Human Viruses versus Computer Viruses: Defeating the Digital Twin

Viruses of both varieties are certainly potent enough to make international headlines. But apart from the name, are there any real similarities between the two?

In 2010 the W32.Stuxnet computer virus was reported spreading beyond the Natanz nuclear facilities in Iran. A sophisticated virus allegedly developed as a joint operation between US and Israeli intelligence agencies.

That same year, scientists released a study predicting the number of H1N1 infections, otherwise known as Swine Flu, that could occur via air travel.

Viruses of both varieties are certainly potent enough to make international headlines. But apart from the name, are there any real similarities between the two? We wanted to know whether the digital variety in any way deserves to share a name with its biological counterpart. An organism that has outfoxed our brightest scientists, remains mankind’s biggest threat and has proven to be an engineering marvel on so many levels.

Behavior

  • Both human and computer viruses require a host in order to exist and multiply.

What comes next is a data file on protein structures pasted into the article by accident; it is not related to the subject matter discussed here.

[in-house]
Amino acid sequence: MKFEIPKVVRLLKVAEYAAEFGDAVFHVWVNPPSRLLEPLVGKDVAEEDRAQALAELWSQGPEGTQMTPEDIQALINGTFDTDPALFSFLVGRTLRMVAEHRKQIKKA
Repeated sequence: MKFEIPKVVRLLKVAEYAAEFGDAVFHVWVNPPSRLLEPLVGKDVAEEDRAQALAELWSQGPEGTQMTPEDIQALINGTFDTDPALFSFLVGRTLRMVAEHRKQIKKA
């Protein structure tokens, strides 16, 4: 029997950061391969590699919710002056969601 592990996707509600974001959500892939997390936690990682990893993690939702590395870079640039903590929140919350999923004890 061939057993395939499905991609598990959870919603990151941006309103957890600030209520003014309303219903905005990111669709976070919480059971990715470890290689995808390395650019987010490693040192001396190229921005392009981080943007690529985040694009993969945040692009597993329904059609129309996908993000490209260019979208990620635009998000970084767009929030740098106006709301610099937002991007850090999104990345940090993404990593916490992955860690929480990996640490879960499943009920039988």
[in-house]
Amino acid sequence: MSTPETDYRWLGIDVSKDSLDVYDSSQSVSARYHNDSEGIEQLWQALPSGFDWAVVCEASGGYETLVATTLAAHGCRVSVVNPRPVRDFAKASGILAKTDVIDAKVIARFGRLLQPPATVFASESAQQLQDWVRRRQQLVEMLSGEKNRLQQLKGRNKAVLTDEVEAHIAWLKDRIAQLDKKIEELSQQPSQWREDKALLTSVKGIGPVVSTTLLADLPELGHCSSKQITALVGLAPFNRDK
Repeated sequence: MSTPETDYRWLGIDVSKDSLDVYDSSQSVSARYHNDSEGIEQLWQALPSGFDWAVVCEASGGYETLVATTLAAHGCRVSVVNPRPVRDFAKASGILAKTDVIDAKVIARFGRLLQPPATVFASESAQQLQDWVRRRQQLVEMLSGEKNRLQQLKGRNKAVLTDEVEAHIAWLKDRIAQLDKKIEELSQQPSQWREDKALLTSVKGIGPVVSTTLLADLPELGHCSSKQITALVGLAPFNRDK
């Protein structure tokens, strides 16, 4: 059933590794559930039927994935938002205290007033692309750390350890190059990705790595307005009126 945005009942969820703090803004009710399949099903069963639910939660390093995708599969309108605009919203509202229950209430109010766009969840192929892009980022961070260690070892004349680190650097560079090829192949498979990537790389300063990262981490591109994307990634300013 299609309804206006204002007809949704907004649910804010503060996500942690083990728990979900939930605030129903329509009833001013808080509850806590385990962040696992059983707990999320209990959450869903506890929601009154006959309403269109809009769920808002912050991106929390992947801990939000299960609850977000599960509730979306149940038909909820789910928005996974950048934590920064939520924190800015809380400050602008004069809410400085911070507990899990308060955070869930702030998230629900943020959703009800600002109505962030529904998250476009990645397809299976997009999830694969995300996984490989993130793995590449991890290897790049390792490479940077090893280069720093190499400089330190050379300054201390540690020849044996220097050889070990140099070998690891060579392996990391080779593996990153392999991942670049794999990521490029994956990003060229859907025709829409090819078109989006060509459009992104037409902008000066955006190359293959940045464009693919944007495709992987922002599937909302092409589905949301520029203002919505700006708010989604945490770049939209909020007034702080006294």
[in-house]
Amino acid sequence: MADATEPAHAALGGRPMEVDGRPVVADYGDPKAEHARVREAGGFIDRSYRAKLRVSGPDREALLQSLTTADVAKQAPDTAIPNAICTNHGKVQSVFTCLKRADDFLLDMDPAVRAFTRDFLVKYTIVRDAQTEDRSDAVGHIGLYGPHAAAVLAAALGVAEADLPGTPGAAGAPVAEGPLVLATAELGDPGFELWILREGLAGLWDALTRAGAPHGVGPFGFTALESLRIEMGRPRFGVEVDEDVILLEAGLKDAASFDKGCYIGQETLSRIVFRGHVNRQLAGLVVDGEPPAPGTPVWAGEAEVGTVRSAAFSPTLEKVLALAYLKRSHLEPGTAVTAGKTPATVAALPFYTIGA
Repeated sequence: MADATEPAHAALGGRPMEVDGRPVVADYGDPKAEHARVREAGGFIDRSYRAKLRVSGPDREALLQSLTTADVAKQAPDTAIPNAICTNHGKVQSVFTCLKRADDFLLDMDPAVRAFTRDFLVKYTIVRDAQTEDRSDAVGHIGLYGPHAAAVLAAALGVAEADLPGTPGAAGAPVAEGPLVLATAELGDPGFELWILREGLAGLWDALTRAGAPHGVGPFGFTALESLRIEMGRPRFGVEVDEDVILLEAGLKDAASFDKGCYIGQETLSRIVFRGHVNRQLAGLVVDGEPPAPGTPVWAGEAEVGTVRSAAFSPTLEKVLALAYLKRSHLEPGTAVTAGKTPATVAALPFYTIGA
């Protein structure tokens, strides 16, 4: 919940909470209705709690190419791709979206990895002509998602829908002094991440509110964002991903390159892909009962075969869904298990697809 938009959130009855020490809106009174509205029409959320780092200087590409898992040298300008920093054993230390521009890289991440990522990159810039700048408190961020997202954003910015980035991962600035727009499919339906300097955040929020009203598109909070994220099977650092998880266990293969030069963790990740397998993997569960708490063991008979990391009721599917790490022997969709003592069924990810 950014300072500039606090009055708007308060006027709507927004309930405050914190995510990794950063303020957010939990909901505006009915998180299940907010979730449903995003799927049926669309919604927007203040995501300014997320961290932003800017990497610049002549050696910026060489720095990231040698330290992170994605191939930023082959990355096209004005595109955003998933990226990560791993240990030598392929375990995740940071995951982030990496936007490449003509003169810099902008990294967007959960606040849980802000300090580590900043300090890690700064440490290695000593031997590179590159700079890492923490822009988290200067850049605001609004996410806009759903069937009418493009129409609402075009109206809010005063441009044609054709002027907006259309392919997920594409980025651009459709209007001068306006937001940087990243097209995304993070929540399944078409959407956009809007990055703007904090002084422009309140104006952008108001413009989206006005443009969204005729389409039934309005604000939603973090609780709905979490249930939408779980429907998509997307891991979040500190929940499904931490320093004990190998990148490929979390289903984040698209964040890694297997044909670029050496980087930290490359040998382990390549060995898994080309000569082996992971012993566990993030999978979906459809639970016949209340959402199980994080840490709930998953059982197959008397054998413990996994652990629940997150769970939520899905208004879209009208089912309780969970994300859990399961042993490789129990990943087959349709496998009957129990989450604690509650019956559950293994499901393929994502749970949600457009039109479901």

• They are both stealthy and rely on avoiding identification in order to propagate.
  • In addition to the infection, the invader will also trigger activity to help it multiply.
  • They both flourish in the face of a vulnerability.
  • They both lay dormant until triggered.

Weaponry

Scientists tell us that a biological virus’s only weapon is a piece of genetic code that is injected into a cell. Identical to the arsenal of its digital counterpart.

Defence

Vaccines work by providing the body with identifying traits of the potential invader. If contact is made with the real pathogen the body already has information about what the invaders look like and how best to fight them. An eerie similarity with anti-virus software that is only effective by providing the right know how to identify and fight infections.

Evolution

A single biological virus can produce millions of replica progeny viruses. This gives rise to remarkably favourable odds for beneficial genetic mutations. A key strategy for the organism’s long term stealthy survival.

A computer virus also needs to avoid detection in order to be effective. Once a single instance is identified the entire population is compromised. But its long term changes are far from random mutations, they require a lot of work by its human designers.

This is by far the most distinctive difference between the two systems. It a telling fact about human nature. It makes you wonder which will be easier to eliminate, the biological kind that mutate or the ones that people create?

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